The legislation narrows the ability to receive credit for indirect job creation. It would: 1) make ineligible indirect jobs counted under tenant-occupancy methodology; 2) restrict EB-5 petitioners to receive no more than 30% credit for new jobs created by the non-EB-5 money in each project; 3) require that Business Plans expect 50% of estimated jobs to be created within a Targeted Employment Area (TEA); and 4) require that at least 10% of the jobs created be direct jobs. These reforms will put much pressure on Regional Centers to ensure that the projects they are investing EB-5 petitioners’ money in can create the needed 10 jobs per investor (because the margin of error to reach that number would be reduced under the proposed legislation).

3. New Business Plan Requirements: Regional Centers must currently file I-924 applications and get approval for each investment offering; but there is little guidance as to what the associated business plan must include. Under the new legislative proposal, Regional Centers will now be required to submit to USCIS for their approval business plans for each project. The legislation also stipulates for the first time, very specifically what each business plan must include.

Most importantly, the proposal requires Regional Centers to disclose as part of the business plan approval process any marketing materials to be used or prepared in the offering, which must contain:

a. References to investment risks;

b. Conflicts of interest that currently exist among the Regional Center and the New Commercial Enterprise (and any other business receiving EB-5 investor capital);

c. Any pending litigation against any party in the EB-5 project; and,

d. The names and contact information of anyone whom the Regional Center knows will receive a "finder's fee," alone with a description of what that party did to deserve receiving such a fee.

Of these reforms, letters (b) and (d), are particularly welcomed.

One of the worst current practices in the EB-5 industry is the lack of transparency when it comes to foreign finders or U.S. lawyers failing to disclose to their clients that they are being paid by Regional Centers. Regardless of whether such practice may be legal with a waiver, only a foolish EB-5 investor would accept the advice of a foreign finder or U.S. immigration counsel who is being paid by someone other than themselves.

4. Source of Funds: The proposal tightens the allowable source of funds for investors to use for their EB-5 investment (if investing with a Regional Center), and for the first time, it also requires investors to prove the legal source of the management fees paid by the investor to Regional Centers.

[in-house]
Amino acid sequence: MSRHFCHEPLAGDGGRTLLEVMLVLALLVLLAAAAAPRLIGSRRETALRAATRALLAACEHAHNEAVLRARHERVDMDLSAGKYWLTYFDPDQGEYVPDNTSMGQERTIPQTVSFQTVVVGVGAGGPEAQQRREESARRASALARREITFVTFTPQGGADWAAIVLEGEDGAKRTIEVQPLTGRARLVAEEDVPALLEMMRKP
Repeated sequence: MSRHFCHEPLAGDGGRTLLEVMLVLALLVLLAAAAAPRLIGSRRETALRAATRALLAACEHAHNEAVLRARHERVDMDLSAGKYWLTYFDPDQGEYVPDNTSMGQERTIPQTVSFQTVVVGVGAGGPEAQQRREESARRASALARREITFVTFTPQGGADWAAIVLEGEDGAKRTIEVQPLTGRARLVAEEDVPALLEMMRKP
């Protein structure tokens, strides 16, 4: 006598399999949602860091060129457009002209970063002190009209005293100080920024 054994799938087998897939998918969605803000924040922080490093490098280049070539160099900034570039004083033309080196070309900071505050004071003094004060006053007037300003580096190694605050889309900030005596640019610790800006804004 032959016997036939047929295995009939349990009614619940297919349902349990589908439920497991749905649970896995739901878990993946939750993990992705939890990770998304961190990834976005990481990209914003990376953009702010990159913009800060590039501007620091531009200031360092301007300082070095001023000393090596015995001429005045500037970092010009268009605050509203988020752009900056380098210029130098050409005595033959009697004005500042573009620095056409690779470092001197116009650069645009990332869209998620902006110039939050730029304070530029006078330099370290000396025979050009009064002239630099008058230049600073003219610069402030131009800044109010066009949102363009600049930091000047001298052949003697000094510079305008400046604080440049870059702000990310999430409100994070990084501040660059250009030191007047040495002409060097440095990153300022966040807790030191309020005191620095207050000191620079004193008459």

The gift and loan restrictions are greatly altered. For gifts, the capital must be gifted only from a spouse, parent, child, sibling, or grandparent, and it must be made in good faith and not to circumvent limitations imposed on permissible sources of capital. The records of the source of funds from the donor is required. For loans, capital from indebtedness will only count if the loan is secured by assets owned by the entrepreneur, and if the loan is issued by a reputable and registered lending institution (for which DHS will consult the Office of Foreign Asset Control, the Office of Terrorist Financing and Financial Crimes, and the Financial Crimes Enforcement Network).

5. Treatment of Entrepreneurs if Regional Center Terminated: Under this proposal, if a Regional Center (or a Commercial Enterprise) is terminated, an investor with conditional Permanent Residency Status would have 180 days to re-file a new I-526 petition in an entirely new investment, with a properly-authorized Regional Center and Commercial Enterprise. While the investor’s status would remain valid if the new petition is approved, the 2-year removal period would restart on the date of the subsequent investment.

In the bill, USCIS has been presented with many new justifications and mechanisms with which to terminate Regional Centers and Commercial Enterprises. This greatly compounds the importance of avoiding conflicts of interest involving attorneys. One must ask: if a Regional Center that pays an attorney is terminated, and that attorney also represents investors in its projects, how can that attorney possibly represent the investor’s best interests and the Regional Center’s best interests when he or she was paid by the same Regional Center that committed the acts for which it was terminated by USCIS?


William P. Cook is the Managing Member of the Global Migration Law Group, PLLC and is resident in the Firm’s Washington, D.C. office. He is the former General Counsel of the U.S. Immigration & Naturalization Service, and served as such when the EB-5 program was created in 1990.

Benjamin M. Cook is a law clerk for the Global Migration Law Group, PLLC and a second year student at Washington College of Law at American University in Washington, D.C. Prior to GMLG, he was a Legislative Assistant for Congressman Chris Van Hollen (D-MD).